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    ABSTRACT: Population structure analyses and genome-wide-association studies (GWAS) conducted on crop germplasm collections provide valuable information on the frequency and distribution of alleles governing economically important traits. The value of these analyses is substantially enhanced when the accession numbers can be increased from ~1K to~ 10K or more. In this research we conducted the first comprehensive analysis of population structure on the collection of 14K soybean accessions (Glycine max and G. soja) using a 50K SNP chip. Accessions originating from Japan were relatively homogenous and distinct from the Korean accessions. As a whole, both Japanese and Korean accessions diverged from the Chinese accessions. The ancestry of founders of the American accessions derived mostly from two Chinese subpopulations, which reflects the composition of the American accessions as a whole. A 12K-accession GWAS conducted on seed protein and oil is the largest reported to date in plants and identified SNPs with strong signals on chromosomes 20 and 15. A chromosome 20 region previously reported to be important for protein and oil content was further narrowed and now contains only three plausible candidate genes. The haplotype effects show a strong negative relationship between oil and protein at this locus, indicating negative pleiotropic effects or multiple closely linked loci in repulsion phase linkage. The vast majority of accessions carry the haplotype allele conferring lower protein and higher oil. Our results provide a fuller understanding of the distribution of genetic variation contained within the USDA soybean collection and how it relates to phenotypic variation for economically important traits.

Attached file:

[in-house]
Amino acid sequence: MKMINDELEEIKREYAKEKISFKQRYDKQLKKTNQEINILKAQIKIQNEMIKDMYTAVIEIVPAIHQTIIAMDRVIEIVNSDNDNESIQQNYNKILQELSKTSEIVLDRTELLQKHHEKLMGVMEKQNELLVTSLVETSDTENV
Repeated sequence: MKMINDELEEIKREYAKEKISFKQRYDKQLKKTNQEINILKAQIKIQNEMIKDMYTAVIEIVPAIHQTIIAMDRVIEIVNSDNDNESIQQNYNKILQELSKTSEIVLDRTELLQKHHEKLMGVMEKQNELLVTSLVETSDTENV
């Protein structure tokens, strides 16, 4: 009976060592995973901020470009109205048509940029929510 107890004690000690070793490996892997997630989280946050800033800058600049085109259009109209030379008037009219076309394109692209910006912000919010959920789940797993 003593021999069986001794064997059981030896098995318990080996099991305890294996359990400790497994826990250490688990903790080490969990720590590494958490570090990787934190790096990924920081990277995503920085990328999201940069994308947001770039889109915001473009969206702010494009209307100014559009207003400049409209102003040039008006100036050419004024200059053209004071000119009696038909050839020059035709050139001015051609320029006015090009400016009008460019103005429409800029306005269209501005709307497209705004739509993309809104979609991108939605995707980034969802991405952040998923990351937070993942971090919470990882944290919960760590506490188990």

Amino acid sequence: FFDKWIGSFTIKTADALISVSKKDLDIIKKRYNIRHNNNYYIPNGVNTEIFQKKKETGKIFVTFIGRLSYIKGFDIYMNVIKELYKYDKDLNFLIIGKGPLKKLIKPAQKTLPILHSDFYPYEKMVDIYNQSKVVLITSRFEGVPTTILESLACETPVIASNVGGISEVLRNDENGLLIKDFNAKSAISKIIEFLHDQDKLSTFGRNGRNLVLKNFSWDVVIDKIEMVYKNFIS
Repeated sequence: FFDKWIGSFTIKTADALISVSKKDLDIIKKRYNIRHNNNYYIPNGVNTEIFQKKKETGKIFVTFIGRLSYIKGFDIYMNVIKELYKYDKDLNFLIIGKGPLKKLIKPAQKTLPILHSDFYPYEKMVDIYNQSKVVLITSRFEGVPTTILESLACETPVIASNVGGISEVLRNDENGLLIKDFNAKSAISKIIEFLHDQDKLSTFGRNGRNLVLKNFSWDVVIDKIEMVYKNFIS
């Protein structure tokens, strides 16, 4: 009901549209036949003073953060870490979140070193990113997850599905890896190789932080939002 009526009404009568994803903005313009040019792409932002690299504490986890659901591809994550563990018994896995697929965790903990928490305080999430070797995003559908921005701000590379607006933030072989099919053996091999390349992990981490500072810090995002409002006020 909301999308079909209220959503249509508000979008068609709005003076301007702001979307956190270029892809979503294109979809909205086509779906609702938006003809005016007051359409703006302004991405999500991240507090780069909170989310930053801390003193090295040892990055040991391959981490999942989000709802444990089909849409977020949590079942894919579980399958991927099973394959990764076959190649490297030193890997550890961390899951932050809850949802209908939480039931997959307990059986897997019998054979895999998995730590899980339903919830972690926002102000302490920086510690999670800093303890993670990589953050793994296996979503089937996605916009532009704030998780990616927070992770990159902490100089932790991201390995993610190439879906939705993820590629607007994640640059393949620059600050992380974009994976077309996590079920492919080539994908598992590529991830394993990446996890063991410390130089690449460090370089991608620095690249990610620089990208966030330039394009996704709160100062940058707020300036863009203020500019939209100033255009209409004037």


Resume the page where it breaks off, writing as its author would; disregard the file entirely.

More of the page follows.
The Plant Genome 07/2015; doi: 10.3835/plantgenome2015.04.0024(3). DOI:10.3835/plantgenome2015.04.0024 · 3.93 Impact Factor
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    • "SSR markers in the vicinity of QTL underlying traits of agronomic importance tend to show a stronger level of genetic differentiation between wild and cultivated types than those unlinked to a known QTL [57]. When the location of the present SNP set was aligned with domestication-related QTL, it was established that six SNP locus outliers were linked to a domestication QTL, controlling the traits such as twining habit, maturity time, flower color, seed weight, protein content and resistance to soybean cyst nematode [58-62] (Additional file 3). In addition, eight of the SNP locus outliers are located around 1 Mbp distant from a QTL mapped in a population bred from a cross between a wild accession and a cultivated line [59-62]. "
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    ABSTRACT: Background Cultivated soybean (Glycine max) experienced a severe genetic bottleneck during its domestication and a further loss in diversity during its subsequent selection. Here, a panel of 65 wild (G. soja) and 353 cultivated accessions was genotyped at 552 single-nucleotide polymorphism loci to search for signals of selection during and after domestication.ResultsThe wild and cultivated populations were well differentiated from one another. Application of the Fst outlier test revealed 64 loci showing evidence for selection. Of these, 35 related to selection during domestication, while the other 29 likely gradually became monomorphic as a result of prolonged selection during post domestication. Two of the SNP locus outliers were associated with testa color.Conclusions Identifying genes controlling domestication-related traits is important for maintaining the diversity of crops. SNP locus outliers detected by a combined forward genetics and population genetics approach can provide markers with utility for the conservation of wild accessions and for trait improvement in the cultivated genepool.
    BMC Plant Biology 09/2014; 14(1):251. DOI:10.1186/s12870-014-0251-1 · 3.81 Impact Factor